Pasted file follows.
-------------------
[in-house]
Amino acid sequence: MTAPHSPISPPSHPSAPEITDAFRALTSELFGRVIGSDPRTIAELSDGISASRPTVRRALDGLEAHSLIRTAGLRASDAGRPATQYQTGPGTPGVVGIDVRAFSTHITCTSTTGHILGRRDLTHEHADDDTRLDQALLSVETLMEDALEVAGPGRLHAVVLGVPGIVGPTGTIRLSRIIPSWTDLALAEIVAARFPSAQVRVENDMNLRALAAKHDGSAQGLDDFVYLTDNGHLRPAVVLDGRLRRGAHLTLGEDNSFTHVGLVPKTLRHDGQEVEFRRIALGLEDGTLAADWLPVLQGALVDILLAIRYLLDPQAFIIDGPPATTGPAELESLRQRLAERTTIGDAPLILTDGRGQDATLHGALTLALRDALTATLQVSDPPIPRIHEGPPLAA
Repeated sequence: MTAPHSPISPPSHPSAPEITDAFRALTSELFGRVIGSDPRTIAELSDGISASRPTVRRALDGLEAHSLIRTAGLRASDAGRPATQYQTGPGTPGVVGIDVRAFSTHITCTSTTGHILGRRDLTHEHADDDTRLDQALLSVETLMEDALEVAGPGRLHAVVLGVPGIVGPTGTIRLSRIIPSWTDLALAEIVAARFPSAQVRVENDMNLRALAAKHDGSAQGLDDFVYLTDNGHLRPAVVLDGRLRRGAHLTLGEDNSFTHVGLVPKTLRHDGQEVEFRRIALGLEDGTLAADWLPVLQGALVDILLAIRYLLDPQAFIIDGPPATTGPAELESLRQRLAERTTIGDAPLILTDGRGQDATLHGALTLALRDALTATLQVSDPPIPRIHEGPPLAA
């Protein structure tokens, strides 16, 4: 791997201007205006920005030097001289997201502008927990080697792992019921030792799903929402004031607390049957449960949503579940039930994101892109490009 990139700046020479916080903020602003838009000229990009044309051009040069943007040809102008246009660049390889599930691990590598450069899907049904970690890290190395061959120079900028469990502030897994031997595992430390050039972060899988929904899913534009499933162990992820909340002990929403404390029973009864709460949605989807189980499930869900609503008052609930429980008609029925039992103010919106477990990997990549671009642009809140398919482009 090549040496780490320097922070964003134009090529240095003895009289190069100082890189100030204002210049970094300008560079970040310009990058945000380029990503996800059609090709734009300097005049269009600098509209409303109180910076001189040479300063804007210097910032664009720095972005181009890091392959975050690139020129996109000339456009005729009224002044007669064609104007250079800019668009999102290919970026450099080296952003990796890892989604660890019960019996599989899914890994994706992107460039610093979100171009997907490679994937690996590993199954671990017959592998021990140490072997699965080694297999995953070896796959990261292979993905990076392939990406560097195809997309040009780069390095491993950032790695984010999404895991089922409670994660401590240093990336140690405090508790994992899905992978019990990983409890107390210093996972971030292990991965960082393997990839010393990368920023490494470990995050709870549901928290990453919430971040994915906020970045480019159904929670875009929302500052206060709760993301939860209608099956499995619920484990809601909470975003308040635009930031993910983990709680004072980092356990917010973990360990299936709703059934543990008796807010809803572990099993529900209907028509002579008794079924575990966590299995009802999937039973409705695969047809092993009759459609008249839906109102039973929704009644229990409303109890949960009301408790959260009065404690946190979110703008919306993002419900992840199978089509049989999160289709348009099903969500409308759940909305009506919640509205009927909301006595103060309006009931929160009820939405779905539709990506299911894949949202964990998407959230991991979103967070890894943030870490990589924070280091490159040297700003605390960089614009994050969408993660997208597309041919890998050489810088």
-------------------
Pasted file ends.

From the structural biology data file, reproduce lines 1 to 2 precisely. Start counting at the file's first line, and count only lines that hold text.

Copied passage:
[in-house]
Amino acid sequence: MTAPHSPISPPSHPSAPEITDAFRALTSELFGRVIGSDPRTIAELSDGISASRPTVRRALDGLEAHSLIRTAGLRASDAGRPATQYQTGPGTPGVVGIDVRAFSTHITCTSTTGHILGRRDLTHEHADDDTRLDQALLSVETLMEDALEVAGPGRLHAVVLGVPGIVGPTGTIRLSRIIPSWTDLALAEIVAARFPSAQVRVENDMNLRALAAKHDGSAQGLDDFVYLTDNGHLRPAVVLDGRLRRGAHLTLGEDNSFTHVGLVPKTLRHDGQEVEFRRIALGLEDGTLAADWLPVLQGALVDILLAIRYLLDPQAFIIDGPPATTGPAELESLRQRLAERTTIGDAPLILTDGRGQDATLHGALTLALRDALTATLQVSDPPIPRIHEGPPLAA